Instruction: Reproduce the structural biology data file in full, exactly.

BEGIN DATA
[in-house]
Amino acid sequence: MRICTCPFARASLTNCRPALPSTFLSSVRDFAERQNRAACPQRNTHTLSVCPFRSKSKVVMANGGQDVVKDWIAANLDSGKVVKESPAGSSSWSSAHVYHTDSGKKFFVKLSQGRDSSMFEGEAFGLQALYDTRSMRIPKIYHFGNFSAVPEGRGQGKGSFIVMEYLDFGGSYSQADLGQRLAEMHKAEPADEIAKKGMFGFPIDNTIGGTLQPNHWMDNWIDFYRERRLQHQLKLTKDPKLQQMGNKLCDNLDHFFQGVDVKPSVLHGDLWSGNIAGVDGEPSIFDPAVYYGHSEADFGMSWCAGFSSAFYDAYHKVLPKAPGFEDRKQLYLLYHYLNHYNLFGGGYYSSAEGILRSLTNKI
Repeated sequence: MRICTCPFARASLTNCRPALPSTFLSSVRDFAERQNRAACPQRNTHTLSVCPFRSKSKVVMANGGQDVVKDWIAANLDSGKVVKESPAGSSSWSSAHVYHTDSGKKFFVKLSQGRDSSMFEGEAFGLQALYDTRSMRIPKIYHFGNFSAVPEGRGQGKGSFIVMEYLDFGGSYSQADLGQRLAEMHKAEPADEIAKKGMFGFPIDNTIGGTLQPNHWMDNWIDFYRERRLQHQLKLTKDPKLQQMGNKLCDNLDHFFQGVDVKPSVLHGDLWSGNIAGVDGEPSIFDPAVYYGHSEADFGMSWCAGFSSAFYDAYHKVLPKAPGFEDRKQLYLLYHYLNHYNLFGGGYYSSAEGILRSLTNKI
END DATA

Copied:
[in-house]
Amino acid sequence: MRICTCPFARASLTNCRPALPSTFLSSVRDFAERQNRAACPQRNTHTLSVCPFRSKSKVVMANGGQDVVKDWIAANLDSGKVVKESPAGSSSWSSAHVYHTDSGKKFFVKLSQGRDSSMFEGEAFGLQALYDTRSMRIPKIYHFGNFSAVPEGRGQGKGSFIVMEYLDFGGSYSQADLGQRLAEMHKAEPADEIAKKGMFGFPIDNTIGGTLQPNHWMDNWIDFYRERRLQHQLKLTKDPKLQQMGNKLCDNLDHFFQGVDVKPSVLHGDLWSGNIAGVDGEPSIFDPAVYYGHSEADFGMSWCAGFSSAFYDAYHKVLPKAPGFEDRKQLYLLYHYLNHYNLFGGGYYSSAEGILRSLTNKI
Repeated sequence: MRICTCPFARASLTNCRPALPSTFLSSVRDFAERQNRAACPQRNTHTLSVCPFRSKSKVVMANGGQDVVKDWIAANLDSGKVVKESPAGSSSWSSAHVYHTDSGKKFFVKLSQGRDSSMFEGEAFGLQALYDTRSMRIPKIYHFGNFSAVPEGRGQGKGSFIVMEYLDFGGSYSQADLGQRLAEMHKAEPADEIAKKGMFGFPIDNTIGGTLQPNHWMDNWIDFYRERRLQHQLKLTKDPKLQQMGNKLCDNLDHFFQGVDVKPSVLHGDLWSGNIAGVDGEPSIFDPAVYYGHSEADFGMSWCAGFSSAFYDAYHKVLPKAPGFEDRKQLYLLYHYLNHYNLFGGGYYSSAEGILRSLTNKI